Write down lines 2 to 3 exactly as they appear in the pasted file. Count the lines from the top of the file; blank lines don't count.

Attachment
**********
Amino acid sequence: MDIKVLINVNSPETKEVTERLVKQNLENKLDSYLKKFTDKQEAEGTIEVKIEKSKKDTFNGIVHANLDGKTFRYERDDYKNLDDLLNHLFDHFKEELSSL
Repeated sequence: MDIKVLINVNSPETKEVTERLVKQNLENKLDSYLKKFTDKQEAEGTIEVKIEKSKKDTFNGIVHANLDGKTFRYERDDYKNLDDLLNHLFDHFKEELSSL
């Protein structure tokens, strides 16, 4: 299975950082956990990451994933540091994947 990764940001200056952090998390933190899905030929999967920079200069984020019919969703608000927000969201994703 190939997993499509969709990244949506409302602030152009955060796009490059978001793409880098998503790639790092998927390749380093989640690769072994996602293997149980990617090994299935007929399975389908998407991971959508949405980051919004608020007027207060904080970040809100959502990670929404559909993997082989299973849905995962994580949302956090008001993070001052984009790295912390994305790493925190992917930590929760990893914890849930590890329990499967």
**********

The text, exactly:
Repeated sequence: MDIKVLINVNSPETKEVTERLVKQNLENKLDSYLKKFTDKQEAEGTIEVKIEKSKKDTFNGIVHANLDGKTFRYERDDYKNLDDLLNHLFDHFKEELSSL
């Protein structure tokens, strides 16, 4: 299975950082956990990451994933540091994947 990764940001200056952090998390933190899905030929999967920079200069984020019919969703608000927000969201994703 190939997993499509969709990244949506409302602030152009955060796009490059978001793409880098998503790639790092998927390749380093989640690769072994996602293997149980990617090994299935007929399975389908998407991971959508949405980051919004608020007027207060904080970040809100959502990670929404559909993997082989299973849905995962994580949302956090008001993070001052984009790295912390994305790493925190992917930590929760990893914890849930590890329990499967």